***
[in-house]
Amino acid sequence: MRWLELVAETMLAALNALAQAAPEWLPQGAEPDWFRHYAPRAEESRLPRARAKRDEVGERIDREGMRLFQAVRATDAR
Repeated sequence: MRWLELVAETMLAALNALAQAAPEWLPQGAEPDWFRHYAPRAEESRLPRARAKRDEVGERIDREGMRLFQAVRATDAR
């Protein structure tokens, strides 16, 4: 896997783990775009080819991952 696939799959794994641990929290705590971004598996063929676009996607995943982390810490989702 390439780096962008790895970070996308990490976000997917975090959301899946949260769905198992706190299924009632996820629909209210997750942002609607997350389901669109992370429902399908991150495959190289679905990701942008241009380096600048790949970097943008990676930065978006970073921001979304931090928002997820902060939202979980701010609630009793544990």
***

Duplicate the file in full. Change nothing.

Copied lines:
[in-house]
Amino acid sequence: MRWLELVAETMLAALNALAQAAPEWLPQGAEPDWFRHYAPRAEESRLPRARAKRDEVGERIDREGMRLFQAVRATDAR
Repeated sequence: MRWLELVAETMLAALNALAQAAPEWLPQGAEPDWFRHYAPRAEESRLPRARAKRDEVGERIDREGMRLFQAVRATDAR
């Protein structure tokens, strides 16, 4: 896997783990775009080819991952 696939799959794994641990929290705590971004598996063929676009996607995943982390810490989702 390439780096962008790895970070996308990490976000997917975090959301899946949260769905198992706190299924009632996820629909209210997750942002609607997350389901669109992370429902399908991150495959190289679905990701942008241009380096600048790949970097943008990676930065978006970073921001979304931090928002997820902060939202979980701010609630009793544990």